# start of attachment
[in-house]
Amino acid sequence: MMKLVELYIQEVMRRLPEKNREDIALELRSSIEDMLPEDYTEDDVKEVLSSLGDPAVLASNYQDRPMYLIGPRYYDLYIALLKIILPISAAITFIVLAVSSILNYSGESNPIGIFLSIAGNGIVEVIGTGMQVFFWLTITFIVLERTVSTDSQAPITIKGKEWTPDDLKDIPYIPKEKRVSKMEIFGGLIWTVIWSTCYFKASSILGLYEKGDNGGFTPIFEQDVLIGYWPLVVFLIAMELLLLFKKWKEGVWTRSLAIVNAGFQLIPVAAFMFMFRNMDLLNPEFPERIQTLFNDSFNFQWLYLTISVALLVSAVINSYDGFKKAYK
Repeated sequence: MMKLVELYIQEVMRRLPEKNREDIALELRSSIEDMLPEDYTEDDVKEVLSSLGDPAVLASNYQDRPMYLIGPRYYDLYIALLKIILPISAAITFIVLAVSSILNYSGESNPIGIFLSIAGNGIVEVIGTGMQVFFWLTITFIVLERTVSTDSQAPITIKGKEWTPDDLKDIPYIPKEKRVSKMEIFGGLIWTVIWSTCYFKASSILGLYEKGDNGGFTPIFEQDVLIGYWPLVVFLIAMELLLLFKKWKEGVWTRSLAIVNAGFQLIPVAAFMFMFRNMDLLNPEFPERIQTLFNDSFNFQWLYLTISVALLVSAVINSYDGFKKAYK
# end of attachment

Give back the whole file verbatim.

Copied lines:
[in-house]
Amino acid sequence: MMKLVELYIQEVMRRLPEKNREDIALELRSSIEDMLPEDYTEDDVKEVLSSLGDPAVLASNYQDRPMYLIGPRYYDLYIALLKIILPISAAITFIVLAVSSILNYSGESNPIGIFLSIAGNGIVEVIGTGMQVFFWLTITFIVLERTVSTDSQAPITIKGKEWTPDDLKDIPYIPKEKRVSKMEIFGGLIWTVIWSTCYFKASSILGLYEKGDNGGFTPIFEQDVLIGYWPLVVFLIAMELLLLFKKWKEGVWTRSLAIVNAGFQLIPVAAFMFMFRNMDLLNPEFPERIQTLFNDSFNFQWLYLTISVALLVSAVINSYDGFKKAYK
Repeated sequence: MMKLVELYIQEVMRRLPEKNREDIALELRSSIEDMLPEDYTEDDVKEVLSSLGDPAVLASNYQDRPMYLIGPRYYDLYIALLKIILPISAAITFIVLAVSSILNYSGESNPIGIFLSIAGNGIVEVIGTGMQVFFWLTITFIVLERTVSTDSQAPITIKGKEWTPDDLKDIPYIPKEKRVSKMEIFGGLIWTVIWSTCYFKASSILGLYEKGDNGGFTPIFEQDVLIGYWPLVVFLIAMELLLLFKKWKEGVWTRSLAIVNAGFQLIPVAAFMFMFRNMDLLNPEFPERIQTLFNDSFNFQWLYLTISVALLVSAVINSYDGFKKAYK